But wait! There’s more!

The team also says the package now includes ticket vouchers to attend nine additional Brewers regular season home games of the owner’s choice, excluding Opening Day and Postseason.

As of last week, the team had sold 240 Timeless Tickets. Multiply that by a thousand, and yes, you get $240,000 in the bank.

The tickets may become treasured heirlooms to be passed down among Brewer fans, or indeed they may be cashed in for a postseason game. Either way, the Brewers have cash up front for a game that may not be played for decades, and fans get a personalized memento from their favorite team.

And oh yes, they get lots of publicity for the team.

In a time where every sports entity is looking for creative ways to sell tickets to their events, the Brewers have come up with one that can pay off now for them, and later for their fans.

What do you think? Would something like this work in your organization? Give your opinion on the NASC Facebook page and let us know how you feel.

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Jackie Reau
Game Day Communications
jreau@gamedaypr.com
www.gamedaypr.com
LinkedIn: JackieReau
Facebook: JackieReau
Twitter:@JackieReau

When Society and Sports Collide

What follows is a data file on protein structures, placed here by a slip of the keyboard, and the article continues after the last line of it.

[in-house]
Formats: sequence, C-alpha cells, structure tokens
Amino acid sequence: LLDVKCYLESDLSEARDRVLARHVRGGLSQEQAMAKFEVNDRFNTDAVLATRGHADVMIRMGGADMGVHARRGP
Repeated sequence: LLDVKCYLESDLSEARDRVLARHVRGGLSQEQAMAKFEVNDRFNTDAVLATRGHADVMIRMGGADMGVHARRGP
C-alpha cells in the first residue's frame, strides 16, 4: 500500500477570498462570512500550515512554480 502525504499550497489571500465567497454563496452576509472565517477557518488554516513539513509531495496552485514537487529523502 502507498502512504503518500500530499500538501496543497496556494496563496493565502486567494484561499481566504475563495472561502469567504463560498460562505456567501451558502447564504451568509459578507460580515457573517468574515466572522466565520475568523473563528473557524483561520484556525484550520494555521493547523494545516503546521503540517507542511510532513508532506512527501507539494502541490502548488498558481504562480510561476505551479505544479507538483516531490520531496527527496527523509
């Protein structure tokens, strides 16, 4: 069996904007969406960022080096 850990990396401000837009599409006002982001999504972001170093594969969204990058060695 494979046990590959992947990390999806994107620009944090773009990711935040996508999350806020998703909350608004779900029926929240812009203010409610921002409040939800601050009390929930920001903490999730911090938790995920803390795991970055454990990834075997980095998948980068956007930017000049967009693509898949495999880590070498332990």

January 19, 2015

In the wake of the social unrest we’ve seen in Ferguson, Cleveland and New York, athletes have used their national platforms to express their opinions on the incidents—see the St. Louis Rams’ players coming out for team introductions with the “Hands Up, Don’t Shoot” pose.

This expression has reached basketball, where professional and college players alike have worn “I Can’t Breathe” shirts, signifying the last words of Eric Gardner, the New York man who died after an officer put him in a chokehold.I cant breathe

And now, a high school basketball tournament in Northern California has been included in the conversation, after a school scheduled to play in the tournament was disinvited because of concerns its players would wear “I Can’t Breathe” shirts during warm-ups.

The athletic director at Mendocino High School was told that neither the boy’s nor the girl’s team would be allowed to participate in the tournament if they wore the shirts.

The boys were reinstated after all but one player agreed not to wear the shirt. Too few girl players agreed to not wear the shirts and were not allowed to play.

No surprise here: The parent of the one boy who decided to sit out the holiday tournament has taken the issue to the American Civil Liberties Union. In a written statement, the principal of the host school, Fort Bragg High School, said the school administrators respected the Mendocino teams “for paying attention to what is going on in the world around them” and that the shirts were being banned as a security precaution.

This isn’t the first, and won’t be the last, time where the world of amateur and youth sports will collide with First Amendment rights and the desire of young athletes to express themselves.

Have you run into similar issues with your events or teams? If so how did you handle the issue and what advice would you have other rights holders or event planners on how to deal with the issue? Give us your thoughts on our NASC Facebook page. We always welcome comments on best practices.

Boston in 2024?